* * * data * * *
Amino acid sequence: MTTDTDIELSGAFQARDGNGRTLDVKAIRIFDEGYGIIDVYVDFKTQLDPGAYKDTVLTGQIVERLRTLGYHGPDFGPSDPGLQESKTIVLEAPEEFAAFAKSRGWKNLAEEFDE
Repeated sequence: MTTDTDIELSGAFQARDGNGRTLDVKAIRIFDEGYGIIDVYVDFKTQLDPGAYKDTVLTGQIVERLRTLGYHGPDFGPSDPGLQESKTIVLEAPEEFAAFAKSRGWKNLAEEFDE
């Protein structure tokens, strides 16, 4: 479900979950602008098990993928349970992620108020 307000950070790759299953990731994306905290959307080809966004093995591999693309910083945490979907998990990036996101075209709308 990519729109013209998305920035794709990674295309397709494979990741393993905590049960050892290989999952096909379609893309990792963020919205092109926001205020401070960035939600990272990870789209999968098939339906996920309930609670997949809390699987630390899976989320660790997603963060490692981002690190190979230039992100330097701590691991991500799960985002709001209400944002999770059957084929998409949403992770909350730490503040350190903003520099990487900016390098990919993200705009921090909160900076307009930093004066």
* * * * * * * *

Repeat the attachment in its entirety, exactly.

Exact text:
Amino acid sequence: MTTDTDIELSGAFQARDGNGRTLDVKAIRIFDEGYGIIDVYVDFKTQLDPGAYKDTVLTGQIVERLRTLGYHGPDFGPSDPGLQESKTIVLEAPEEFAAFAKSRGWKNLAEEFDE
Repeated sequence: MTTDTDIELSGAFQARDGNGRTLDVKAIRIFDEGYGIIDVYVDFKTQLDPGAYKDTVLTGQIVERLRTLGYHGPDFGPSDPGLQESKTIVLEAPEEFAAFAKSRGWKNLAEEFDE
């Protein structure tokens, strides 16, 4: 479900979950602008098990993928349970992620108020 307000950070790759299953990731994306905290959307080809966004093995591999693309910083945490979907998990990036996101075209709308 990519729109013209998305920035794709990674295309397709494979990741393993905590049960050892290989999952096909379609893309990792963020919205092109926001205020401070960035939600990272990870789209999968098939339906996920309930609670997949809390699987630390899976989320660790997603963060490692981002690190190979230039992100330097701590691991991500799960985002709001209400944002999770059957084929998409949403992770909350730490503040350190903003520099990487900016390098990919993200705009921090909160900076307009930093004066």